ATLANTIC CITY, N.J. - Miss New Jersey, trying to keep her crown in the midst of an alleged blackmail attempt, released photos Thursday showing her "not in a ladylike manner." She said, "I feel sick to my stomach."
"I want to end this," Amy Polumbo said on NBC's "Today" show hours before she was to meet with pageant officials who will decide whether she will represent the Garden State in the Miss America pageant.
The pictures include one showing what Polumbo said was her boyfriend apparently biting her breast through her shirt, another of Polumbo in a limousine wearing jeans with her legs spread in the air, and another of her in what appears to be a Halloween costume dress holding two small pumpkins up to her breasts.
"It's not in a ladylike manner. I'm not a robot. I'm a human being," Polumbo said.
There were also photos of Polumbo drinking, but the 22-year-old college student said she was of legal age when they were taken.
Polumbo said she didn't think the pictures should lead to the loss of her crown but said other people might interpret them differently.
"What I think is OK, someone else's eyebrows could be raised," she said.
Polumbo's lawyer, Anthony Caruso, said that a person or persons claiming to be The Committee to Save Miss America threatened to make the photos public unless she resigned her title.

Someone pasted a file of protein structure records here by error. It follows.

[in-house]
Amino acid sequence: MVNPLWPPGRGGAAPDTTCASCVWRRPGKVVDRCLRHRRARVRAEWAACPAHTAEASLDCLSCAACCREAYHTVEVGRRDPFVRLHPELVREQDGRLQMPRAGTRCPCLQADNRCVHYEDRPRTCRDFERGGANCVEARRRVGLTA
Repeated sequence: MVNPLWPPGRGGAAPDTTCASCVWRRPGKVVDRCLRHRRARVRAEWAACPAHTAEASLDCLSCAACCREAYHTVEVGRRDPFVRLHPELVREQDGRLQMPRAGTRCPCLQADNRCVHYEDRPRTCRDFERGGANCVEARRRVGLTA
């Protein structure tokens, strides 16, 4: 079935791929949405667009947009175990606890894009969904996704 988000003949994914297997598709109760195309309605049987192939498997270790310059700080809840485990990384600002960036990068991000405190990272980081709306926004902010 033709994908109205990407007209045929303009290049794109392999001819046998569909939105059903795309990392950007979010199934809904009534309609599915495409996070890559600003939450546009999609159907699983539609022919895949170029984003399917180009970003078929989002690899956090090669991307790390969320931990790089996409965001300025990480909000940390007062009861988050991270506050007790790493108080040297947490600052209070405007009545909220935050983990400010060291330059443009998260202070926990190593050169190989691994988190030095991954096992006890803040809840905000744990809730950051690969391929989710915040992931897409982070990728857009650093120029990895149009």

"Amy and I are very optimistic that the pageant committee will take the proper course and support her," Caruso said.
The photos were taken from Polumbo's former Facebook Web page, which has since been taken offline.
Polumbo described many of the photos as they were shown. Of the shot of her boyfriend appearing to bite her breast through her shirt, she said, "He's being silly and immature. This was meant to be private. It was not accessible to the general public. It was supposed to be between my friends and I."
The directors will decide whether the photos violate a morals clause in the contract that Miss America hopefuls sign when entering the pageant or its state contests.
At least two of the board's five directors said this week they don't consider the photos to be a big problem. One board member, Mark Soifer, described the photos as "kids having a good time at a party."